Multigenerational mess makers will delight in this little book and the messes it encourages

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MUD BOOK

This petite publication takes mud pies seriously.

A 5-inches square book, reminiscent of Beatrix Potter’s “little books for little hands,” this guide for making mud pies feels as handmade as the pies in it. The book’s dominant color, the greenish-brown of mud, permeates the pages, heavy stock that not even muddy fingers will rip. Several elements give the (correct) impression that the artists made the book while constructing mud pies: its hand-lettered, penned text, pages on which colors have bled onto unillustrated parts of the paper, and penciled outlines that did not get completely erased in the final draft and so still appear faintly behind the finished images and words. The fine print reveals the reason for this handmade feel: “Lois Long and John Cage” (who died in 1992 and 2005, respectively) “created the original Mud Book on a kitchen table with newspaper, mud, and dandelion blossoms.” Young readers will enjoy this title’s cookbook format, complete with two recipes and troubleshooting instructions if the cook finds the mud too runny or too solid for making proper pies. A reissue of the limited-edition 1983 publication, this picture book by a world-class musician and a textile artist will find as eager an audience now as it did in the 1980s—though happily, a much larger one as well.

Multigenerational mess makers will delight in this little book and the messes it encourages . (Picture book. 3-7)

Pub Date: April 4, 2017

ISBN: 978-1-61689-552-5

Page Count: 40

Publisher: Princeton Architectural Press

Review Posted Online: Jan. 17, 2017

Kirkus Reviews Issue: Feb. 1, 2017

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A sweet, soft conversation starter and a charming gift.

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BECAUSE I HAD A TEACHER

A paean to teachers and their surrogates everywhere.

This gentle ode to a teacher’s skill at inspiring, encouraging, and being a role model is spoken, presumably, from a child’s viewpoint. However, the voice could equally be that of an adult, because who can’t look back upon teachers or other early mentors who gave of themselves and offered their pupils so much? Indeed, some of the self-aware, self-assured expressions herein seem perhaps more realistic as uttered from one who’s already grown. Alternatively, readers won’t fail to note that this small book, illustrated with gentle soy-ink drawings and featuring an adult-child bear duo engaged in various sedentary and lively pursuits, could just as easily be about human parent- (or grandparent-) child pairs: some of the softly colored illustrations depict scenarios that are more likely to occur within a home and/or other family-oriented setting. Makes sense: aren’t parents and other close family members children’s first teachers? This duality suggests that the book might be best shared one-on-one between a nostalgic adult and a child who’s developed some self-confidence, having learned a thing or two from a parent, grandparent, older relative, or classroom instructor.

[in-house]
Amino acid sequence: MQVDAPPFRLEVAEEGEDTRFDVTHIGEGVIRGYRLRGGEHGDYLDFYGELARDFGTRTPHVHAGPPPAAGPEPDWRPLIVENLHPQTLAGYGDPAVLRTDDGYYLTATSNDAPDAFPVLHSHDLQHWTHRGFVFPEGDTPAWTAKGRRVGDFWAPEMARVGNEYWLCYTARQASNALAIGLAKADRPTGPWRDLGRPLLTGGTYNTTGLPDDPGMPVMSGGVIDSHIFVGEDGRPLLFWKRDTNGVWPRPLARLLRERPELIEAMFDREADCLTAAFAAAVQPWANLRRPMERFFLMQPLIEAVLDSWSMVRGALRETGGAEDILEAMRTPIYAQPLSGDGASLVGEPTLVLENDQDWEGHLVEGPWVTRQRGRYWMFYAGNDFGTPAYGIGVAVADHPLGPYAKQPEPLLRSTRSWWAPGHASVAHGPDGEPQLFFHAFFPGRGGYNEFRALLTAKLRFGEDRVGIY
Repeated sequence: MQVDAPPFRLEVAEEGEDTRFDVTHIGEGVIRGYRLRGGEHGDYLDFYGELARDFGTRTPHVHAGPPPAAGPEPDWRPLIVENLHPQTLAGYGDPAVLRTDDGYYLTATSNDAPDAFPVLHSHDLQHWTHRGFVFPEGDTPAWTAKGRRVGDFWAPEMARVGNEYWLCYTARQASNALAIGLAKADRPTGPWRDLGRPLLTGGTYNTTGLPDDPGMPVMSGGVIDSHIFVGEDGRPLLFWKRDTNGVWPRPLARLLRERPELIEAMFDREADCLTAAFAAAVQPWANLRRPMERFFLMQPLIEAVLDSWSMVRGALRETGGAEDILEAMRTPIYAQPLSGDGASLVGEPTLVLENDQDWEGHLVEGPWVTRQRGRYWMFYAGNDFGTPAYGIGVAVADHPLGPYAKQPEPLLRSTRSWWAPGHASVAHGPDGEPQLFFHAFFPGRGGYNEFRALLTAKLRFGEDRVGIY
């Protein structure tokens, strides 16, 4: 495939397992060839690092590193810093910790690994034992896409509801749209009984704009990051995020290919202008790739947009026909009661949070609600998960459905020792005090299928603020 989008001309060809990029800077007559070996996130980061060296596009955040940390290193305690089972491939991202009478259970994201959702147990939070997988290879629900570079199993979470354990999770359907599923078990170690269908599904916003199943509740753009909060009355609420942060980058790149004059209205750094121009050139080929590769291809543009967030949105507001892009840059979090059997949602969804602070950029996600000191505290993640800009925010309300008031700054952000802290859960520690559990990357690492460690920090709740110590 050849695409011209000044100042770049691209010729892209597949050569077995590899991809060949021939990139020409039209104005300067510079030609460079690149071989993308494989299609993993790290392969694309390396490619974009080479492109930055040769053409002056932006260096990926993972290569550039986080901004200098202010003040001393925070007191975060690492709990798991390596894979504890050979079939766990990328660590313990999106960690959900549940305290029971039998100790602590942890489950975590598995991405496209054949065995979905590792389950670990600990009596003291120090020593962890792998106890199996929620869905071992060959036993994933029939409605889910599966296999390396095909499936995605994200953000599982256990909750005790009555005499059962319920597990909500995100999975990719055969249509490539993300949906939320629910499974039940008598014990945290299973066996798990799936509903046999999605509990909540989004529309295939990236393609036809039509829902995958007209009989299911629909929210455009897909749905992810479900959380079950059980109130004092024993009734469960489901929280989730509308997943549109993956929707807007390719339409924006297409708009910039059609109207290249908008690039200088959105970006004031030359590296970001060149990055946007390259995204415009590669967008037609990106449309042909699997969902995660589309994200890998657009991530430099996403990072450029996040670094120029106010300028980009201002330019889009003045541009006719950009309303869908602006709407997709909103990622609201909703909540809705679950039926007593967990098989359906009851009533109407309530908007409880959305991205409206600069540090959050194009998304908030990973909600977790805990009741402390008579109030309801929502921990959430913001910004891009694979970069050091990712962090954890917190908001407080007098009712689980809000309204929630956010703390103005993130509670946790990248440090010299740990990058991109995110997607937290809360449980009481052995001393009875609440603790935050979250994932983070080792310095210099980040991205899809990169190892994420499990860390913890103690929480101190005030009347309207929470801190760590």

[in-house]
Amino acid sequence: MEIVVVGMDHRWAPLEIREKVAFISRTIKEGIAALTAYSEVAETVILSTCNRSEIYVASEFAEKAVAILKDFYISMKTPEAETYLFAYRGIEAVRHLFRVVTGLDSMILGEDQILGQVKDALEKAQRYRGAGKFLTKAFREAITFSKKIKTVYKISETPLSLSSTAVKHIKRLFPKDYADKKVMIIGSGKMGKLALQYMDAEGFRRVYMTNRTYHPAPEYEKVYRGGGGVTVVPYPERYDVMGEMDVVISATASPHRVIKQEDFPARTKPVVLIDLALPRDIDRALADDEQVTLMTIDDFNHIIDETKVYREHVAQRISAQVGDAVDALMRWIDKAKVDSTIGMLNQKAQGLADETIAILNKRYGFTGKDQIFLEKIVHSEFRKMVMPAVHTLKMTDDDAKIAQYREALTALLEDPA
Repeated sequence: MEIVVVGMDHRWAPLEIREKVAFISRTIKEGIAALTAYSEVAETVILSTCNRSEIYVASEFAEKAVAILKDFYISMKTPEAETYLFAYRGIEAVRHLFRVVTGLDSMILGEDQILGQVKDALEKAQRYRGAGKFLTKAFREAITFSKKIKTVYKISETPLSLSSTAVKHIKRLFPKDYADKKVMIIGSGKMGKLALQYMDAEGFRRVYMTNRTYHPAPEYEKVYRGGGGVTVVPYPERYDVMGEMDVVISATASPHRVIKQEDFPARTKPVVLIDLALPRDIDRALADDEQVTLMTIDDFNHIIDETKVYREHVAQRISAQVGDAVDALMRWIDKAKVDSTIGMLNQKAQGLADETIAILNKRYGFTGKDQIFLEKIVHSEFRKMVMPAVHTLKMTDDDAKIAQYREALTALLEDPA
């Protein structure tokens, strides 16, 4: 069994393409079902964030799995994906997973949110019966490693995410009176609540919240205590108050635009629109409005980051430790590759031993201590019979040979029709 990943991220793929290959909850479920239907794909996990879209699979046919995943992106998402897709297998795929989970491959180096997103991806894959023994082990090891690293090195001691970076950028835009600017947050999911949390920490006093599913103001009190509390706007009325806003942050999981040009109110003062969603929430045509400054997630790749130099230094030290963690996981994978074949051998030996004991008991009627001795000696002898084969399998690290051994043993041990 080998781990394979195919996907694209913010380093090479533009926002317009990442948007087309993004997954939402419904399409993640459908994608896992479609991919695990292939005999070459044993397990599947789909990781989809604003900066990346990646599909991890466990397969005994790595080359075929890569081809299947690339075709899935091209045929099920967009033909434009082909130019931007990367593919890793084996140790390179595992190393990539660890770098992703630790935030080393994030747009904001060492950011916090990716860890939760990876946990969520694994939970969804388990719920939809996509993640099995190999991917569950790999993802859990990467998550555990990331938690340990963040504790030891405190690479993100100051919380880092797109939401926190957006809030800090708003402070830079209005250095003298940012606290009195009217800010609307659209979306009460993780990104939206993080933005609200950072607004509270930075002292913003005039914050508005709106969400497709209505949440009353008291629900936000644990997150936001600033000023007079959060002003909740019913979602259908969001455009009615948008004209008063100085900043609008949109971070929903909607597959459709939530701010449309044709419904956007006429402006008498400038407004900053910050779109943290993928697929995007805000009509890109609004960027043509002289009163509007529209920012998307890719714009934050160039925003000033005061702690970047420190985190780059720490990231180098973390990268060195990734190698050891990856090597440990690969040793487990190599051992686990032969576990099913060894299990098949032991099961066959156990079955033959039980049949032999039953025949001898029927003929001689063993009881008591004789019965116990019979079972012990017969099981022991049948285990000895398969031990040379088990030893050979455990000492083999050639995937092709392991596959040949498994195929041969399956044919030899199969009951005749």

A sweet, soft conversation starter and a charming gift. (Picture book. 4-7)

Pub Date: March 1, 2017

ISBN: 978-1-943200-08-5

Page Count: 32

Publisher: Compendium

Review Posted Online: Dec. 14, 2016

Kirkus Reviews Issue: Jan. 1, 2017

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A treat to be savored—and a lesson learned—any time of year.

LOVE MONSTER AND THE LAST CHOCOLATE

From the Love Monster series

The surprised recipient of a box of chocolates agonizes over whether to eat the whole box himself or share with his friends.

Love Monster is a chocoholic, so when he discovers the box on his doorstep, his mouth waters just thinking about what might be inside; his favorite’s a double chocolate strawberry swirl. The brief thought that he should share these treats with his friends is easily rationalized away. Maybe there won’t be enough for everyone, perhaps someone will eat his favorite, or, even worse, leave him with his least favorite: the coffee one! Bright’s pacing and tone are on target throughout, her words conveying to readers exactly what the monster is thinking and feeling: “So he went into his house. And so did the box of chocolates…without a whisper of a word to anyone.” This is followed by a “queasy-squeezy” feeling akin to guilt and then by a full-tilt run to his friends, chocolates in hand, and a breathless, stream-of-consciousness confession, only to be brought up short by what’s actually in the box. And the moral is just right: “You see, sometimes it’s when you stop to think of others…that you start to find out just how much they think of you.” Monster’s wide eyes and toothy mouth convey his emotions wonderfully, and the simple backgrounds keep the focus on his struggle.

A treat to be savored—and a lesson learned—any time of year. (Picture book. 3-7)

Pub Date: Dec. 15, 2015

ISBN: 978-0-00-754030-3

Page Count: 32

Publisher: Harper/HarperCollins

Review Posted Online: Sept. 21, 2015

Kirkus Reviews Issue: Oct. 1, 2015

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